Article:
By Raymond Klein, February 13, 2015
LA-Many of us are experiencing afternoon commute times of over an hour
to go a short distance. The LA Times recently quoted the Chief Operating
Officer of a growing business with 200 employees. They are excited
about moving from Santa Monica’s Colorado Center to new offices in
Westwood: “We can’t wait to move. Just driving from Santa Monica to the
405 Freeway right now is sometimes taking some employees from 45 minutes
to one hour and 15 minutes to go three miles. It’s a waste of time.”
Brentwood, we often have similar drive times of one hour on Sunset Blvd
at 3:30 - 6:30pm between Kenter Ave and the 405 Freeway, a distance of
less than 1.5 miles. Quality of life is severely degraded by the City
approving more density without the supporting infrastructure. It’s not
only the frustration of sitting in traffic - - our lives and property
are at an undue risk due to paramedics, fire and police unable to timely
reach an emergency.
Added to the tsunami of cars, Los Angeles
also suffers from the methodology that the LA Department of
Transportation uses to analyze traffic. LADOT needs to furnish decision
makers with a simulation of impacts on travel time on a discrete
corridor instead of using the current intersection rating system.
doesn’t look at the impact of a development project on the time it
takes to drive a given distance. Instead, they look only at each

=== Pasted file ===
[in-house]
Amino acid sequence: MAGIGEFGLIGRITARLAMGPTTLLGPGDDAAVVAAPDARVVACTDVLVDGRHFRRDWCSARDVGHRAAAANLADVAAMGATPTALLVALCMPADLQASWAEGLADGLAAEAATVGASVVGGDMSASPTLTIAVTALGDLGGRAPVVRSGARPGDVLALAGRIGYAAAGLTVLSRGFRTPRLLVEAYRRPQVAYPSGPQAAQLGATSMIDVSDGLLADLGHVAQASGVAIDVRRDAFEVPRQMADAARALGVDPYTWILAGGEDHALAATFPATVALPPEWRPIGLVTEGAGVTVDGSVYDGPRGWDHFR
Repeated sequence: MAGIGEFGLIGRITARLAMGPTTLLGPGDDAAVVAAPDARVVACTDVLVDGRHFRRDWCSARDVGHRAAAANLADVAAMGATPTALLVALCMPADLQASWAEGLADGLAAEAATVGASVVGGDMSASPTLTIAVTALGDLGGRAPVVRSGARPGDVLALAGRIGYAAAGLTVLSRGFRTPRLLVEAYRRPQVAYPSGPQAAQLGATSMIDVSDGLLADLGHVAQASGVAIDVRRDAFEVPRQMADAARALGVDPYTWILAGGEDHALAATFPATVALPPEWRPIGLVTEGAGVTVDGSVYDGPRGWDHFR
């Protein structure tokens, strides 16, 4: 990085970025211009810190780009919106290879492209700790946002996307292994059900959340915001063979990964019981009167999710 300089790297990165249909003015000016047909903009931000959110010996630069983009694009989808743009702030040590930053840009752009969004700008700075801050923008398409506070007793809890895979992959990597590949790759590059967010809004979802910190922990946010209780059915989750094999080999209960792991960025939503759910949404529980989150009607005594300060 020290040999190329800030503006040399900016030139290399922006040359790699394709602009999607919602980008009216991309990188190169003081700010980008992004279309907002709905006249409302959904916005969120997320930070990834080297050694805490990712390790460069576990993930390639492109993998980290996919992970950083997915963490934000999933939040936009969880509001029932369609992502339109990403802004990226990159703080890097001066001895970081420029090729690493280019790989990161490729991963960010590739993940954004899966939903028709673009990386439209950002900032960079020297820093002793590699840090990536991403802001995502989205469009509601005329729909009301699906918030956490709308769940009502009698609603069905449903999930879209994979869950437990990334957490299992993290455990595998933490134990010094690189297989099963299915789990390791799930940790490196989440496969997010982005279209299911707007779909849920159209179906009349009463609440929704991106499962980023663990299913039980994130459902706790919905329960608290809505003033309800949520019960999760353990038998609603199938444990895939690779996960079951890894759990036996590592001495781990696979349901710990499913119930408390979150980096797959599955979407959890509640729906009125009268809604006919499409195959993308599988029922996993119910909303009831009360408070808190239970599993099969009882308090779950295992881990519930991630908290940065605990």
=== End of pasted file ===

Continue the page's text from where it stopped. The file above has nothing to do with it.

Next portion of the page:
separate signalized intersection, and give the intersection a rating of
"A" - "F" based upon the volume of cars compared to “capacity.”
rating an intersection by considering all approaches to an intersection
provides little value when there is one direction (such as travelling
to the 405) that is more congested with long queues and only a few cars
able to go through the intersection during each green light cycle.
A rating of "E" is defined as "the most vehicles intersection
approaches can accommodate." Yet maximum capacity can still be exceeded,
because an overcapacity of cars can then result in a rating of "F".
When even more cars are added to an overcapacity "F" intersection, LADOT
may nevertheless conclude that these additional cars would have no
In real life, once a glass is filled to the top with water, you know what a mess you have if you try to add more water.
City decision makers are not getting an accurate representation of the
impacts necessary to make important land use decisions about proposed
discretionary Projects. What would be more meaningful to a City
Councilperson – that a Project’s impacts will turn several intersections
from “E” to “F”, or that the impacts will result in an extra 45 minutes
to go 1.5 miles? We should measure what matters – commute times.
LADOT hides its deficient analysis with this mumbo-jumbo rating
methodology instead of providing the City Planning Department, City
Council, and the public with useful information that matters to all of
us - - how much more time will it take me to drive a given distance at
simulation software exists, but LADOT refuses to use it. Are we afraid
to admit that many of our roads simply can't handle more cars?
Information about excessive additional travel time would make it clear
that certain projects should be severely downsized, or not built at all.